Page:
The president was initially elected by an electoral college but in 1962 de Gaulle proposed that the president be directly elected by the citizens and held a referendum on the change. Although the method and intent of de Gaulle in that referendum were contested by most political groups except for the Gaullists, the change was approved by the French electorate. [16] The Constitutional Council declined to rule on the constitutionality of the referendum. [17]

The president is now elected every five years, changed from seven by a constitutional referendum in 2000, to reduce the probability of cohabitation due to former differences in the length of terms for the National Assembly and presidency. The president is elected in one or two rounds of voting: if one candidate gets a majority of votes in the first round that person is president-elect; if no one gets a majority in the first round, the two candidates with the greatest number of votes go to a second round.

Two major changes occurred in the 1970s regarding constitutional checks and balances. [18] Traditionally, France operated according to parliamentary supremacy: no authority was empowered to rule on whether statutes passed by Parliament respected the constitutional rights of the citizens. [19] In 1971, however, the Constitutional Council, arguing that the preamble of the constitution referenced the rights defined in the 1789 Declaration of the Rights of Man and of the Citizen and the preamble of the 1946 constitution, concluded that statutes must respect these rights and so declared partially unconstitutional a statute because it violated freedom of association. [20] Only the President of the Republic, the Prime Minister, or the president of either house of Parliament could ask for a constitutional review before a statute was signed into law—which greatly reduces the likelihood of such a review if all these officeholders happened to be from the same side of politics, which was the case at the time. Then in 1974, a constitutional amendment widened this prerogative to 60 members of the National Assembly or 60 members of the senate. [21] From that date, the opposition has been able to have controversial new statutes examined for constitutionality. [22]

Presidents of the Fifth Republic

  Socialist (PS)  Centrist (CD)  Centrist (REM)  Republican (UDF)   Gaullist (UDR; RPR)  Neo-Gaullist (UMP)

1 Charles de Gaulle 1890–19708 January 195928 April 1969 (resigned) Independent
- Alain Poher 1909–199628 April 196915 June 1969 (interim) CD
2 Georges Pompidou 1911–197415 June 19692 April 1974 (died in office) UDR
- Alain Poher 1909–19962 April 197419 May 1974 (interim) CD
3 Valéry Giscard d'Estaing b. 192619 May 197421 May 1981 UDF
4 François Mitterrand 1916–199621 May 198117 May 1995 Socialist
5 Jacques Chirac 1932–201917 May 199516 May 2007 RPR then UMP
6 Nicolas Sarkozy b. 195516 May 200715 May 2012 UMP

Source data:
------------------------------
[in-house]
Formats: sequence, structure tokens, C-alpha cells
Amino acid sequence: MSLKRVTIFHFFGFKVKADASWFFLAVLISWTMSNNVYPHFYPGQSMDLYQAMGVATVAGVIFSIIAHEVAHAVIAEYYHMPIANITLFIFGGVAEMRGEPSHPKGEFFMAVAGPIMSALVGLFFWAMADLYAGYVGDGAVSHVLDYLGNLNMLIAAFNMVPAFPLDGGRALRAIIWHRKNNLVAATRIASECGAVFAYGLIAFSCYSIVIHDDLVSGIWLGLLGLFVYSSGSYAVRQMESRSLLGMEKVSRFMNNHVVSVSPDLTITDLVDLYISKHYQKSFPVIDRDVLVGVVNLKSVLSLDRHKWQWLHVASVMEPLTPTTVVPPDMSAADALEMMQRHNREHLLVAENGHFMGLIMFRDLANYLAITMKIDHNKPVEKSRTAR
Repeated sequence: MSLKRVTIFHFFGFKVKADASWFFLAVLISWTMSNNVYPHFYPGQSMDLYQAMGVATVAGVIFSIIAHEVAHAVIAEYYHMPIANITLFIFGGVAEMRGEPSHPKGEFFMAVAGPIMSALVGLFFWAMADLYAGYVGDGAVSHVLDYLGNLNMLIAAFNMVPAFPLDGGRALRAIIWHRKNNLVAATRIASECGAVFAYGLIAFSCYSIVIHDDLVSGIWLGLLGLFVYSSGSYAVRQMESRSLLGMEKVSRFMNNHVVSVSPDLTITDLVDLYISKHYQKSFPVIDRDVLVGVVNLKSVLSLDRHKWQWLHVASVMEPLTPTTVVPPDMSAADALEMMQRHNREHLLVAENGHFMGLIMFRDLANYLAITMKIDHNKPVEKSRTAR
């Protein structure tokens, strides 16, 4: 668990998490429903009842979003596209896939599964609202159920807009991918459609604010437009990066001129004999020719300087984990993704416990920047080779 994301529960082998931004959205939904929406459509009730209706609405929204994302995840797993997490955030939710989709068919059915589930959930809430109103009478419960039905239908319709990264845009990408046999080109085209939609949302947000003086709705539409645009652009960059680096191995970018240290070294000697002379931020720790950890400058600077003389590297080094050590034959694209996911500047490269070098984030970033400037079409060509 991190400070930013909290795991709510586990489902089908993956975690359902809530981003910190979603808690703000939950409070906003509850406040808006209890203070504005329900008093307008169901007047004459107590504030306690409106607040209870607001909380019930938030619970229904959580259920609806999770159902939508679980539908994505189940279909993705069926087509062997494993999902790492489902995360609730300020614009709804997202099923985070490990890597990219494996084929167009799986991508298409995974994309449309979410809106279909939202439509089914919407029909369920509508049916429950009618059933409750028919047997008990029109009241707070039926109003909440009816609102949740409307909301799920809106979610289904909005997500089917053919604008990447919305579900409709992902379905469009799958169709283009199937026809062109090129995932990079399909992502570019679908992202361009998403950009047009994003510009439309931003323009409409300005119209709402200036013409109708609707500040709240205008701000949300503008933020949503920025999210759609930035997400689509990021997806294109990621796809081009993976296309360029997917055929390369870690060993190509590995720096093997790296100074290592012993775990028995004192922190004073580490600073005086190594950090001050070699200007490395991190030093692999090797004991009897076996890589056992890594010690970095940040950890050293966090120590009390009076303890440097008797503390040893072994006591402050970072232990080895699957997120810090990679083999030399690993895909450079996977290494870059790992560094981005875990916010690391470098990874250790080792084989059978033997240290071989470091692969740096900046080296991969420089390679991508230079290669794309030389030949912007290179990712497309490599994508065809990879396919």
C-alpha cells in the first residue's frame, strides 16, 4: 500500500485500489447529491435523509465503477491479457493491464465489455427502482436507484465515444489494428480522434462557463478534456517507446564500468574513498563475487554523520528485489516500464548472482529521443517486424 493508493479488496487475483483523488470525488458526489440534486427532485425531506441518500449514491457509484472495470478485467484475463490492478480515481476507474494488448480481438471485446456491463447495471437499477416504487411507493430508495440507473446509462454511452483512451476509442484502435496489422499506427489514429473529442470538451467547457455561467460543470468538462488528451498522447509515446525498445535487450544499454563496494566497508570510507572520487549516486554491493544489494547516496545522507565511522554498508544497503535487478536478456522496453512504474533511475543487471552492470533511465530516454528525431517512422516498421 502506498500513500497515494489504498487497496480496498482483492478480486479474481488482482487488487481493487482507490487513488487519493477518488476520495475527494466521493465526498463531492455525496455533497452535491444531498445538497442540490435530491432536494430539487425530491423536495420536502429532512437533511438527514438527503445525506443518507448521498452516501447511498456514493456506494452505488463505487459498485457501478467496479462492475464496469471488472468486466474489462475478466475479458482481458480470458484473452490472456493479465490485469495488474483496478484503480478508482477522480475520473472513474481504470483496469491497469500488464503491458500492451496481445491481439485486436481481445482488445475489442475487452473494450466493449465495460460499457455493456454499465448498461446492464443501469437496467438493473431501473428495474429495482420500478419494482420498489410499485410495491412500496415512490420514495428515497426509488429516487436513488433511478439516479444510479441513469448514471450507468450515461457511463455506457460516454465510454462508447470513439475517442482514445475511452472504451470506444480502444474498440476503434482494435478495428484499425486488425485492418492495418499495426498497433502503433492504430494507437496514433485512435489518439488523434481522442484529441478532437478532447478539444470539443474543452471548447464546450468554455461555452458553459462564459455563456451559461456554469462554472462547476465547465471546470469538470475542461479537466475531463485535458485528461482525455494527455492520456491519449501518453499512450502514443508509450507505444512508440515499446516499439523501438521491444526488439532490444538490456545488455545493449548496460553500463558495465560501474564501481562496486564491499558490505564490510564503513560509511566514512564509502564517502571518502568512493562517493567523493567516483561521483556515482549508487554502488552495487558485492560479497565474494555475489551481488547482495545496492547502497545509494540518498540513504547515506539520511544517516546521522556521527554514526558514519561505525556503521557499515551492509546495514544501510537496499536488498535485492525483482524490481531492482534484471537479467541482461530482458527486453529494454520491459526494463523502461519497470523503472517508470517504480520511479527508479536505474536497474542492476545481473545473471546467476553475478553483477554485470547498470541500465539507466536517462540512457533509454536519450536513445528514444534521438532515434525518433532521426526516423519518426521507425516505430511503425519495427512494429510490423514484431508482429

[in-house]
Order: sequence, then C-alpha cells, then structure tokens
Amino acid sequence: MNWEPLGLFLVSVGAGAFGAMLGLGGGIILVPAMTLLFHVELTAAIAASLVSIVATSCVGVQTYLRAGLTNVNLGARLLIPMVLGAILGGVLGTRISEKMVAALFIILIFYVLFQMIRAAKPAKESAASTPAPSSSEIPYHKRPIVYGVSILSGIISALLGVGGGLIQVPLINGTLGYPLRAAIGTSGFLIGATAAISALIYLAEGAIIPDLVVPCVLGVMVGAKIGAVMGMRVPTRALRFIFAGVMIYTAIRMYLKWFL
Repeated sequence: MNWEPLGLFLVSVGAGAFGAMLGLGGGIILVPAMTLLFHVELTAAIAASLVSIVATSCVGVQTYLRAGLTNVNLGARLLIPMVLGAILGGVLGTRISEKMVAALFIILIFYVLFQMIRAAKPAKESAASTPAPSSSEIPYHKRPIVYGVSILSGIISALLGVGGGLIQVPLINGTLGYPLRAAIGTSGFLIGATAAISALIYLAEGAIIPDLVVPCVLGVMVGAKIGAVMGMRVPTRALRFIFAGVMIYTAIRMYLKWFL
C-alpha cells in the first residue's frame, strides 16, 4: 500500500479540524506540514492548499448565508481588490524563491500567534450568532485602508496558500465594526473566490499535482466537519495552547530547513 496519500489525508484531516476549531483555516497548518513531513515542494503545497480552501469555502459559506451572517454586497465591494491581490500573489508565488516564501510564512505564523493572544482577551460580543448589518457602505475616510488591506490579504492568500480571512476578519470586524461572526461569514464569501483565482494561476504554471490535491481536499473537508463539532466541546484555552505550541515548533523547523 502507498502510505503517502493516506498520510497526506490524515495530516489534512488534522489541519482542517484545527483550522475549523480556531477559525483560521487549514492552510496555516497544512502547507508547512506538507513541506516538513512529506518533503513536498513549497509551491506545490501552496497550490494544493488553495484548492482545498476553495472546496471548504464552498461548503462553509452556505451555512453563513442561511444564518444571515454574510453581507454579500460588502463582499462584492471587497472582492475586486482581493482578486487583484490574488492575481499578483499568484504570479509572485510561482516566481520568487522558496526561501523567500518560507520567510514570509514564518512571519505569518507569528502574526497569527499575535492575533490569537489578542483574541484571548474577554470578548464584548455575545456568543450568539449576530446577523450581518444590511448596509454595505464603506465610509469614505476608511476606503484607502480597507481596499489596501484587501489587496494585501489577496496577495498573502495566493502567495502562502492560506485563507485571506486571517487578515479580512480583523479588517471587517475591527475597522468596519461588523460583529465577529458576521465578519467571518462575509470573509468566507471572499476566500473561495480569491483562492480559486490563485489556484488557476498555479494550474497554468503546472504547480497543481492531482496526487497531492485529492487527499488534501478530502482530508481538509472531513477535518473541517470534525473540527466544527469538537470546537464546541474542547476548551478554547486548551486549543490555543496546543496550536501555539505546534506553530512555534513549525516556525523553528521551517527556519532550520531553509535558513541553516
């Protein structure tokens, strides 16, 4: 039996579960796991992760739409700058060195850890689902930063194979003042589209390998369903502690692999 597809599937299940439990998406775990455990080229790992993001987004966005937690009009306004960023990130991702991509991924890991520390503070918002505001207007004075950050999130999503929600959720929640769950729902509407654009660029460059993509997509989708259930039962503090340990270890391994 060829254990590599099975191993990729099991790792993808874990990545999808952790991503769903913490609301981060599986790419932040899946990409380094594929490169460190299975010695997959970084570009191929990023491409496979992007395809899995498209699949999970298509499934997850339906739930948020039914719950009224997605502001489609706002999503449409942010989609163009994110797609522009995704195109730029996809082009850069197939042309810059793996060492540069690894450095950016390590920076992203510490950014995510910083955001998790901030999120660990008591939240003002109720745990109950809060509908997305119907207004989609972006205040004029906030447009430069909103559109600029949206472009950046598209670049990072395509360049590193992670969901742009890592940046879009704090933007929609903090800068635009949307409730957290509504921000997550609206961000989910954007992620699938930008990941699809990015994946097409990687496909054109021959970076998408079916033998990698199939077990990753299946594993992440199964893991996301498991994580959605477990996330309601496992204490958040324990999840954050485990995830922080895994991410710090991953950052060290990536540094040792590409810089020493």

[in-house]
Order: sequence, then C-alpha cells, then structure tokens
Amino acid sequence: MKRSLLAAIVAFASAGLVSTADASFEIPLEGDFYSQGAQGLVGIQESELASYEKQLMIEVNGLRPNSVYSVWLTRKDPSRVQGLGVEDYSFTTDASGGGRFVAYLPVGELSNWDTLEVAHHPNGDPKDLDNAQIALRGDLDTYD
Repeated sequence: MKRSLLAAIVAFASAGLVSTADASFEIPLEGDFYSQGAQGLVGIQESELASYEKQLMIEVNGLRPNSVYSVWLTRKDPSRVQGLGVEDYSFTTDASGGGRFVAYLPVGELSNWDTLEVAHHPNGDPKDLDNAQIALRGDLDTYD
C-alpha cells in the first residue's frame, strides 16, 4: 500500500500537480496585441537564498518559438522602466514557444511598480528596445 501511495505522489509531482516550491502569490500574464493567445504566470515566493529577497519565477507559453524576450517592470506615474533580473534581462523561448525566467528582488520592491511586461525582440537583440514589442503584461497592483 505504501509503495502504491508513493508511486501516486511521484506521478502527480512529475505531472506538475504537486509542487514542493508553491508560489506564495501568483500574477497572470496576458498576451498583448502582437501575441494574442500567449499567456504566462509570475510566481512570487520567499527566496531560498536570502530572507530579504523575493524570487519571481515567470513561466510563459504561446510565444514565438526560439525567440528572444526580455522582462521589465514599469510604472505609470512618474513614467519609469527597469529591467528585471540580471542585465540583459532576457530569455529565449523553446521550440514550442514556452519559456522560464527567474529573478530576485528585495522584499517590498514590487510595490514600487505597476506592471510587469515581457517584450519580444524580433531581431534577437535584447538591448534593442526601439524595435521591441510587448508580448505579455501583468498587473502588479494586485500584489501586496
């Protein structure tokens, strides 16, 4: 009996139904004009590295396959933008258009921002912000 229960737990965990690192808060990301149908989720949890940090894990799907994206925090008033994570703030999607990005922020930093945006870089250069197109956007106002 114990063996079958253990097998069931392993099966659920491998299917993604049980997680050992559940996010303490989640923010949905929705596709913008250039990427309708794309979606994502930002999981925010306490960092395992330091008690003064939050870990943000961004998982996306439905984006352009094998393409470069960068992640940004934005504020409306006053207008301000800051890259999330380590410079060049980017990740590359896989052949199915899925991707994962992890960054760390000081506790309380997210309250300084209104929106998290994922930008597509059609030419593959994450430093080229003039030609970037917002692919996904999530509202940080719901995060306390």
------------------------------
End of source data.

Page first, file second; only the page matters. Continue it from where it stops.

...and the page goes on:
7 François Hollande b. 195415 May 201214 May 2017 Socialist
8 Emmanuel Macron b. 197714 May 2017Incumbent REM

Source: "Les présidents de la République depuis 1848" [Presidents of the Republic Since 1848] (in French). Présidence de la République française.

Prime Ministers of the Fifth Republic

Current prime minister, Edouard Philippe of Les Republicains Edouard Philippe MSC 2018 (cropped).jpg
Current prime minister, Édouard Philippe of Les Républicains

  Socialist (PS)  Centrist (REM)  Republican (UDF)   Gaullist (UNR; UDR; RPR)  Neo-Gaullist (UMP; LR)

NameTerm startTerm endPolitical partyPresident
Michel Debré 8 January 195914 April 1962 UNR Charles de Gaulle
Georges Pompidou 14 April 196210 July 1968 UNR then UDR
Maurice Couve de Murville 10 July 196820 June 1969 UDR
Jacques Chaban-Delmas 20 June 19696 July 1972 UDR Georges Pompidou
Pierre Messmer 6 July 197227 May 1974 UDR
Jacques Chirac (1st term)27 May 197426 August 1976 UDR Valéry Giscard d'Estaing
Raymond Barre 26 August 197621 May 1981 Independent
Pierre Mauroy 21 May 198117 July 1984 Socialist François Mitterrand
Laurent Fabius 17 July 198420 March 1986 Socialist
Jacques Chirac (2nd term)20 March 198610 May 1988 RPR
Michel Rocard 10 May 198815 May 1991 Socialist
Édith Cresson 15 May 19912 April 1992 Socialist
Pierre Bérégovoy 2 April 199229 March 1993 Socialist
Édouard Balladur 29 March 199318 May 1995 RPR
Alain Juppé 18 May 19953 June 1997 RPR Jacques Chirac
Lionel Jospin 3 June 19976 May 2002 Socialist
Jean-Pierre Raffarin 6 May 200231 May 2005 UMP
Dominique de Villepin 31 May 200517 May 2007 UMP
François Fillon 17 May 200715 May 2012 UMP Nicolas Sarkozy
Jean-Marc Ayrault 15 May 201231 March 2014 Socialist François Hollande
Manuel Valls 31 March 20146 December 2016 Socialist
Bernard Cazeneuve 6 December 201610 May 2017 Socialist
Édouard Philippe 15 May 2017Incumbent LR then
Emmanuel Macron
(since 2017)

Source: "Former Prime Ministers of the Fifth Republic". Government of France.

Institutions of the Fifth Republic

Institutions of the Fifth Republic Institutions of the Fifth Republic.svg
Institutions of the Fifth Republic

See also


  1. For information about regional languages see Languages of France.